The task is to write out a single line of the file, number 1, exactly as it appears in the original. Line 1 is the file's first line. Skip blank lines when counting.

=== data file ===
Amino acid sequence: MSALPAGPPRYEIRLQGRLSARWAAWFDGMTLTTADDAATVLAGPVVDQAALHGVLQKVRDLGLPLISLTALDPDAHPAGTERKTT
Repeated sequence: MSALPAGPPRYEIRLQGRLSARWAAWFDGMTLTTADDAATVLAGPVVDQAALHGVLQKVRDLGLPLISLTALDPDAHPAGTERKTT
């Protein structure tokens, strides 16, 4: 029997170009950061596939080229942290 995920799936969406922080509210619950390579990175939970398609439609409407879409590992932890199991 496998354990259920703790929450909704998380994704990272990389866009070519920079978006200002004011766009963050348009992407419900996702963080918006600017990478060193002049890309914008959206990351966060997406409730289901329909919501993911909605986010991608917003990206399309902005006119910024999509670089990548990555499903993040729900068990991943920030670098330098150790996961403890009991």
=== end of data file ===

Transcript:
Amino acid sequence: MSALPAGPPRYEIRLQGRLSARWAAWFDGMTLTTADDAATVLAGPVVDQAALHGVLQKVRDLGLPLISLTALDPDAHPAGTERKTT